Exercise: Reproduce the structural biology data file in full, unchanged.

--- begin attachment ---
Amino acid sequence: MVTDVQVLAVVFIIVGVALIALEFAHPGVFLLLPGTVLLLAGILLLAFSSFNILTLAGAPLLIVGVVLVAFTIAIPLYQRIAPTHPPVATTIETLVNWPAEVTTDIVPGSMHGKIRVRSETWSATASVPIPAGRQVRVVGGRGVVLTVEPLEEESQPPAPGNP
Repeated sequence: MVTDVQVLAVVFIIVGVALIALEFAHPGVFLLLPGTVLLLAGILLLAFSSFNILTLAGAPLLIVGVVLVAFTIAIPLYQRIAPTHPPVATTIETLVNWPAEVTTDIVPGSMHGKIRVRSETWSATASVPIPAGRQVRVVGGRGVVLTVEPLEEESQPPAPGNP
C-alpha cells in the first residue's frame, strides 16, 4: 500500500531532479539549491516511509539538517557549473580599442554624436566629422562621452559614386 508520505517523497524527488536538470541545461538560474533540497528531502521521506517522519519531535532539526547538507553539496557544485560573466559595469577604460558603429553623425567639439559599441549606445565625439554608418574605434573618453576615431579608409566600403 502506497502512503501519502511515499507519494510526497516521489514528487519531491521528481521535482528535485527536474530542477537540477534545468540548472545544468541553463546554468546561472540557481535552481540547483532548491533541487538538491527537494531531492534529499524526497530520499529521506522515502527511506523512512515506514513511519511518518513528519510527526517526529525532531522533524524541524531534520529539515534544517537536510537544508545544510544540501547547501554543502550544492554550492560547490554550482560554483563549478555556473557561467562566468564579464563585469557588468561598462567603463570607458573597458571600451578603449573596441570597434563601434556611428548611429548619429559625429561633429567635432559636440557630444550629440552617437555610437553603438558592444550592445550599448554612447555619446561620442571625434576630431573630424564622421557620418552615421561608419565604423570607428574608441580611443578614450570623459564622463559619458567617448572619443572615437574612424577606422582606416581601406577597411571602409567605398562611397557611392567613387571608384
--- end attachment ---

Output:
Amino acid sequence: MVTDVQVLAVVFIIVGVALIALEFAHPGVFLLLPGTVLLLAGILLLAFSSFNILTLAGAPLLIVGVVLVAFTIAIPLYQRIAPTHPPVATTIETLVNWPAEVTTDIVPGSMHGKIRVRSETWSATASVPIPAGRQVRVVGGRGVVLTVEPLEEESQPPAPGNP
Repeated sequence: MVTDVQVLAVVFIIVGVALIALEFAHPGVFLLLPGTVLLLAGILLLAFSSFNILTLAGAPLLIVGVVLVAFTIAIPLYQRIAPTHPPVATTIETLVNWPAEVTTDIVPGSMHGKIRVRSETWSATASVPIPAGRQVRVVGGRGVVLTVEPLEEESQPPAPGNP
C-alpha cells in the first residue's frame, strides 16, 4: 500500500531532479539549491516511509539538517557549473580599442554624436566629422562621452559614386 508520505517523497524527488536538470541545461538560474533540497528531502521521506517522519519531535532539526547538507553539496557544485560573466559595469577604460558603429553623425567639439559599441549606445565625439554608418574605434573618453576615431579608409566600403 502506497502512503501519502511515499507519494510526497516521489514528487519531491521528481521535482528535485527536474530542477537540477534545468540548472545544468541553463546554468546561472540557481535552481540547483532548491533541487538538491527537494531531492534529499524526497530520499529521506522515502527511506523512512515506514513511519511518518513528519510527526517526529525532531522533524524541524531534520529539515534544517537536510537544508545544510544540501547547501554543502550544492554550492560547490554550482560554483563549478555556473557561467562566468564579464563585469557588468561598462567603463570607458573597458571600451578603449573596441570597434563601434556611428548611429548619429559625429561633429567635432559636440557630444550629440552617437555610437553603438558592444550592445550599448554612447555619446561620442571625434576630431573630424564622421557620418552615421561608419565604423570607428574608441580611443578614450570623459564622463559619458567617448572619443572615437574612424577606422582606416581601406577597411571602409567605398562611397557611392567613387571608384